A fragile peace has been established in one of last year’s deadliest conflict zones, a civil war in Ethiopia’s Tigray region. An estimated 383,000 to 600,000 people died in Tigray between November 2020 and August 2022, according to Professor Jan Nyssen and a team of researchers at Ghent University, in Belgium. “The durability of the peace agreement will partly depend upon whether Ethiopian Prime Minister Abiy Ahmed manages to deal with Eritrean President Isaias Afwerki’s destabilizing efforts in Ethiopia, as well as territorial claims by the Amhara militia to parts of Tigray,” said Kjetil Tronvoll, a Norwegian expert on Ethiopia who has studied the region for decades.

China vs. Taiwan: Combat or just drills?
China is unlikely to invade the self-governing island of Taiwan that Beijing considers part of its territory, according to analysts at the International Crisis Group, a Belgium-headquartered think tank. But tensions have been rising as China has launched a series of increasingly aggressive war games in the Taiwan Strait and Taipei has bolstered its military defenses. In September, President Joe Biden said U.S forces would defend Taiwan from a Chinese invasion, comments that appeared to go well beyond long-standing stated U.S. policy on Taiwan of “strategic ambiguity” and followed a visit to the island by then-U.S. House Speaker Nancy Pelosi that angered Beijing.

“Breaching Taiwan’s defenses would be a slog and, having seen the West’s response to Russia’s invasion of Ukraine, Beijing likely grasps the international opprobrium and economic cost an offensive could trigger – even if the U.S. opts not to intervene militarily,” the International Crisis Group wrote in a recent assessment of the issue.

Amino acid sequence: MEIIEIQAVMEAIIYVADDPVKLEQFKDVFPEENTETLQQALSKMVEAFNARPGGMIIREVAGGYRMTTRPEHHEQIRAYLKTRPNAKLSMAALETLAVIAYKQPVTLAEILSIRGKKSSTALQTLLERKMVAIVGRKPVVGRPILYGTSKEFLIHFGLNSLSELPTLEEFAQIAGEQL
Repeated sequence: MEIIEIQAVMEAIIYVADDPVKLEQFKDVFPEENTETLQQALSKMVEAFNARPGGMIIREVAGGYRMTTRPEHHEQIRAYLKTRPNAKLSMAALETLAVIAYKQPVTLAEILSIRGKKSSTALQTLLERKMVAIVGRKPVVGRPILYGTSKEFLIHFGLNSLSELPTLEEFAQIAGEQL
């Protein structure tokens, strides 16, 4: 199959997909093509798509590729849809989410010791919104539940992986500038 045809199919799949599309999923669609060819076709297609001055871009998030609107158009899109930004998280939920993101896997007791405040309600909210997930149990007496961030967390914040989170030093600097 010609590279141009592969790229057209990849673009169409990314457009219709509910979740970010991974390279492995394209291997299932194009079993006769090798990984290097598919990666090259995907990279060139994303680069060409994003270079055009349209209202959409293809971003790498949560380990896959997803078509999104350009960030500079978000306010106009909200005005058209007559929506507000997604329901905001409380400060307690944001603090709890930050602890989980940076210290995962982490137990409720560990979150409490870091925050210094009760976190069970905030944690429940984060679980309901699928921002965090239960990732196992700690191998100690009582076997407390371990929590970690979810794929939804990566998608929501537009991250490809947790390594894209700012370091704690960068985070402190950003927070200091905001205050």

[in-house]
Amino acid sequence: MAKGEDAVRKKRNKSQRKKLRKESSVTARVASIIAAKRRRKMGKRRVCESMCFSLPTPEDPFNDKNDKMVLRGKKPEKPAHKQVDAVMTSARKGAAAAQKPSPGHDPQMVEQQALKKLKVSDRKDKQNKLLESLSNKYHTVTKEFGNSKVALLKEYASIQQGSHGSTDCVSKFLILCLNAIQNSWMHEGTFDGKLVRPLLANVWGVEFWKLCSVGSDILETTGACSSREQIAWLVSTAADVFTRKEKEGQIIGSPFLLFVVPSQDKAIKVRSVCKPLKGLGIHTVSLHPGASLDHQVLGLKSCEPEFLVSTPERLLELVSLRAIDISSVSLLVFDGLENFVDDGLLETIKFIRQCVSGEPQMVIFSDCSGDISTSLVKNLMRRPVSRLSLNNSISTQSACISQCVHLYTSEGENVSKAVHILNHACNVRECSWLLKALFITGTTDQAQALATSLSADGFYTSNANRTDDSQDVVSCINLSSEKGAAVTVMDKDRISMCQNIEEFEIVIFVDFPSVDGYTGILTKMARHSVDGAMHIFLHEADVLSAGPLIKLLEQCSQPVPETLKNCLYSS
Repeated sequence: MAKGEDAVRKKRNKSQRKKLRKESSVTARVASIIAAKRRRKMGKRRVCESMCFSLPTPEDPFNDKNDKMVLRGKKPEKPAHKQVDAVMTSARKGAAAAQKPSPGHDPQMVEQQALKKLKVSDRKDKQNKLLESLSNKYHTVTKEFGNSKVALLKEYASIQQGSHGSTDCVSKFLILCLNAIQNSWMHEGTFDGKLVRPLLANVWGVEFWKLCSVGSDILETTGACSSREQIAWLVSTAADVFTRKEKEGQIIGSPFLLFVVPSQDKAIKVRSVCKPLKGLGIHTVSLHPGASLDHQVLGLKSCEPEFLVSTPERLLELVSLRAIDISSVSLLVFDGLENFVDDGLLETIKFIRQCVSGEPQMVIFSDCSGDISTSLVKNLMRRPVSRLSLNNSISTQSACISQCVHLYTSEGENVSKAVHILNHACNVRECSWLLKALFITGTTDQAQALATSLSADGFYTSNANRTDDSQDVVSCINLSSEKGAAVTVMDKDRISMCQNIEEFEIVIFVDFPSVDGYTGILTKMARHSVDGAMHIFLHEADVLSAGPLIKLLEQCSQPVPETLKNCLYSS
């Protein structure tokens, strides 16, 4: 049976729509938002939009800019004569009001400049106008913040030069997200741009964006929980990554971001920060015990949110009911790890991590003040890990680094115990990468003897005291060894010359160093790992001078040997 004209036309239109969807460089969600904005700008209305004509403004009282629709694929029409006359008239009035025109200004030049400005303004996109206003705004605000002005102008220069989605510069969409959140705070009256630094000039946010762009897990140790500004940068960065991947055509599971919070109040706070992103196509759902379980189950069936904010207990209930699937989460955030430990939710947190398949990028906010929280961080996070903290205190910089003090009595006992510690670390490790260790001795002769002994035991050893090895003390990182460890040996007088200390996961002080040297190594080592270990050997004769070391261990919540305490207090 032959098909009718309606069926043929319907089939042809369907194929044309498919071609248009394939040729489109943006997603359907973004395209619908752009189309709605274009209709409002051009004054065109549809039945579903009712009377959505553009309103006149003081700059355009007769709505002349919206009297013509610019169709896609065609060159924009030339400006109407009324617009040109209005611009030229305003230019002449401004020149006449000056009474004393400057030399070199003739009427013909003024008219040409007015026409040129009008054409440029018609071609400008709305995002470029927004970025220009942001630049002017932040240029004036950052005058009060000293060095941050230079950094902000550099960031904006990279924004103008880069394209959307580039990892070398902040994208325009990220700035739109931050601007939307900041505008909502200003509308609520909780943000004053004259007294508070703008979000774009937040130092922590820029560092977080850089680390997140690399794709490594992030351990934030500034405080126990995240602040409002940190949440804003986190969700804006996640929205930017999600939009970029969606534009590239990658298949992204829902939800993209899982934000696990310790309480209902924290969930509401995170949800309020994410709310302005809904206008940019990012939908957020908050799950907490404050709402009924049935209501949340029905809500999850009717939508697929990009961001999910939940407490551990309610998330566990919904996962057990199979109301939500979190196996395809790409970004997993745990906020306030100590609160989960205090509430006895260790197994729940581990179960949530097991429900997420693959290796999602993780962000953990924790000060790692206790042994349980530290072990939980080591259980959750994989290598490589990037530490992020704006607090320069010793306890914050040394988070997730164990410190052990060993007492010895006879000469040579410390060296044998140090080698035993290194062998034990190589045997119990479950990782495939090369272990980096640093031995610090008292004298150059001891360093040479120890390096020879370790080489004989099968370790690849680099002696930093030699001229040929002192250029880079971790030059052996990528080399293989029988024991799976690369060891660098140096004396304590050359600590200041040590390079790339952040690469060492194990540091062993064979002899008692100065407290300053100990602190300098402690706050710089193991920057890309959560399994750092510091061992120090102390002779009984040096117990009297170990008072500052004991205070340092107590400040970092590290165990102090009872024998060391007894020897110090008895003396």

Threats to democracy: key 2023 votes
There are international elections of consequence every year. Two to keep an eye on in 2023 are in Pakistan and Turkey.

Turkish President Recep Tayyip Erdogan has dominated that country’s politics for two decades. “Once a pillar of the Western alliance, the country has embarked on a militaristic foreign policy,” Dmitar Bechev wrote in a recent analysis for Carnegie Europe, a foreign policy think tank. “And its democracy, sustained by the aspiration to join the European Union, has given way to one-man rule.” 카지노사이트 추천

In Pakistan, International Crisis Group analysts note, the country “is entering an election year with a deeply divided body politic, as former Prime Minister Imran Khan whips up populist support against the government and the all-powerful military.”

And if threats to global democracy feel remote two years after the Jan. 6, 2021, insurrection on the U.S. Capitol, consider that over the weekend thousands of supporters of former Brazil President Jair Bolsonaro stormed the country’s Congress, Supreme Court and presidential palace in an apparent attempt to oust Luiz Inácio Lula da Silva, who defeated Bolsonaro in an October election.

The list of global conflicts is long and winding
Other stories to watch in 2023:

Armenia and Azerbaijan. The South Caucasus nations appear headed toward another confrontation over Nagorno-Karabakh, a disputed region.
China and COVID. What will China’s decision to relax its coronavirus restrictions mean for the rest of the world? Amid a surge of cases in China, can we expect more infectious variants?
Saber-rattling from North Korea. The world’s most reclusive leader Kim Jong Un is signaling he may be about to test another nuclear weapon.
Haiti is effectively ruled by gangs and its public infrastructure has collapsed.
Six years later, Yemen is still experiencing the world’s worst food crisis.